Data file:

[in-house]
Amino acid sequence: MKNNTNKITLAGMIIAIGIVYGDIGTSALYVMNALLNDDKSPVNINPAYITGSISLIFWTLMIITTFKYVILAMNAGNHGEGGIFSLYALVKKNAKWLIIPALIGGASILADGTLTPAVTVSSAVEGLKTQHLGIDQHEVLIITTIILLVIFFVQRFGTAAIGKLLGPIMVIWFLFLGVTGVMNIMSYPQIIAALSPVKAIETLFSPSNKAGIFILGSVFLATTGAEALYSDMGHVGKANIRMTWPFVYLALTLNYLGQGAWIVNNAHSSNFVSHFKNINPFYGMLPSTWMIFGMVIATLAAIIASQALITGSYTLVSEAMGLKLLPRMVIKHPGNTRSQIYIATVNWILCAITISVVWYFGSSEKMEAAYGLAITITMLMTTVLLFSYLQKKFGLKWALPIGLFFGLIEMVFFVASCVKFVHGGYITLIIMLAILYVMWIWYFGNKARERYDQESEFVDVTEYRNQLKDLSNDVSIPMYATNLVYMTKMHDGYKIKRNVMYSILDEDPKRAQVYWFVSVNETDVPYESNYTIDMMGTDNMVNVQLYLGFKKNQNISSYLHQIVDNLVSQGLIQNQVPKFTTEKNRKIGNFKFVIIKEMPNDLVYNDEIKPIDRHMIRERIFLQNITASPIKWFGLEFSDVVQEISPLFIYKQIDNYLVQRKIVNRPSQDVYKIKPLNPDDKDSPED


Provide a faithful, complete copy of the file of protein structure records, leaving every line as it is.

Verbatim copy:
[in-house]
Amino acid sequence: MKNNTNKITLAGMIIAIGIVYGDIGTSALYVMNALLNDDKSPVNINPAYITGSISLIFWTLMIITTFKYVILAMNAGNHGEGGIFSLYALVKKNAKWLIIPALIGGASILADGTLTPAVTVSSAVEGLKTQHLGIDQHEVLIITTIILLVIFFVQRFGTAAIGKLLGPIMVIWFLFLGVTGVMNIMSYPQIIAALSPVKAIETLFSPSNKAGIFILGSVFLATTGAEALYSDMGHVGKANIRMTWPFVYLALTLNYLGQGAWIVNNAHSSNFVSHFKNINPFYGMLPSTWMIFGMVIATLAAIIASQALITGSYTLVSEAMGLKLLPRMVIKHPGNTRSQIYIATVNWILCAITISVVWYFGSSEKMEAAYGLAITITMLMTTVLLFSYLQKKFGLKWALPIGLFFGLIEMVFFVASCVKFVHGGYITLIIMLAILYVMWIWYFGNKARERYDQESEFVDVTEYRNQLKDLSNDVSIPMYATNLVYMTKMHDGYKIKRNVMYSILDEDPKRAQVYWFVSVNETDVPYESNYTIDMMGTDNMVNVQLYLGFKKNQNISSYLHQIVDNLVSQGLIQNQVPKFTTEKNRKIGNFKFVIIKEMPNDLVYNDEIKPIDRHMIRERIFLQNITASPIKWFGLEFSDVVQEISPLFIYKQIDNYLVQRKIVNRPSQDVYKIKPLNPDDKDSPED